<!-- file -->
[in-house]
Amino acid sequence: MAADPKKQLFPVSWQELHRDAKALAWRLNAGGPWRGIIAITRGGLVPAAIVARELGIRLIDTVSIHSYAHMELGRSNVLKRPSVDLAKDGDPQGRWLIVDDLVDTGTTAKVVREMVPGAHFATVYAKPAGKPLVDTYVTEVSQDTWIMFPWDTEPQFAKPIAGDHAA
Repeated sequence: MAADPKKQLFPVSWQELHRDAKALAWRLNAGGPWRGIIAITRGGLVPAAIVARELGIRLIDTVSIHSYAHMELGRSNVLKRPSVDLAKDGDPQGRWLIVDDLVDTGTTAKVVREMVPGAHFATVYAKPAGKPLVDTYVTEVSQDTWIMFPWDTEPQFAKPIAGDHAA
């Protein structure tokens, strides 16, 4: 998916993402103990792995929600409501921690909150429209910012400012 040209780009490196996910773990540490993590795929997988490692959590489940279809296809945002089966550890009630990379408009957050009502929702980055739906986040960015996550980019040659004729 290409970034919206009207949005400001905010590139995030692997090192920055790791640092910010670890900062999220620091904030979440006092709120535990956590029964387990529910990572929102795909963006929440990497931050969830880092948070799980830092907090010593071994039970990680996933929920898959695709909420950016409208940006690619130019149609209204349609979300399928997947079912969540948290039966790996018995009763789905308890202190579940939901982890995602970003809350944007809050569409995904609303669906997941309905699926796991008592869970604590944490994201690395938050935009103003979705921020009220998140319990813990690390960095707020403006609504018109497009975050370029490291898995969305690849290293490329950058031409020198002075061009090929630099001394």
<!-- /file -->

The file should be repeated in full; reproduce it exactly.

[in-house]
Amino acid sequence: MAADPKKQLFPVSWQELHRDAKALAWRLNAGGPWRGIIAITRGGLVPAAIVARELGIRLIDTVSIHSYAHMELGRSNVLKRPSVDLAKDGDPQGRWLIVDDLVDTGTTAKVVREMVPGAHFATVYAKPAGKPLVDTYVTEVSQDTWIMFPWDTEPQFAKPIAGDHAA
Repeated sequence: MAADPKKQLFPVSWQELHRDAKALAWRLNAGGPWRGIIAITRGGLVPAAIVARELGIRLIDTVSIHSYAHMELGRSNVLKRPSVDLAKDGDPQGRWLIVDDLVDTGTTAKVVREMVPGAHFATVYAKPAGKPLVDTYVTEVSQDTWIMFPWDTEPQFAKPIAGDHAA
């Protein structure tokens, strides 16, 4: 998916993402103990792995929600409501921690909150429209910012400012 040209780009490196996910773990540490993590795929997988490692959590489940279809296809945002089966550890009630990379408009957050009502929702980055739906986040960015996550980019040659004729 290409970034919206009207949005400001905010590139995030692997090192920055790791640092910010670890900062999220620091904030979440006092709120535990956590029964387990529910990572929102795909963006929440990497931050969830880092948070799980830092907090010593071994039970990680996933929920898959695709909420950016409208940006690619130019149609209204349609979300399928997947079912969540948290039966790996018995009763789905308890202190579940939901982890995602970003809350944007809050569409995904609303669906997941309905699926796991008592869970604590944490994201690395938050935009103003979705921020009220998140319990813990690390960095707020403006609504018109497009975050370029490291898995969305690849290293490329950058031409020198002075061009090929630099001394």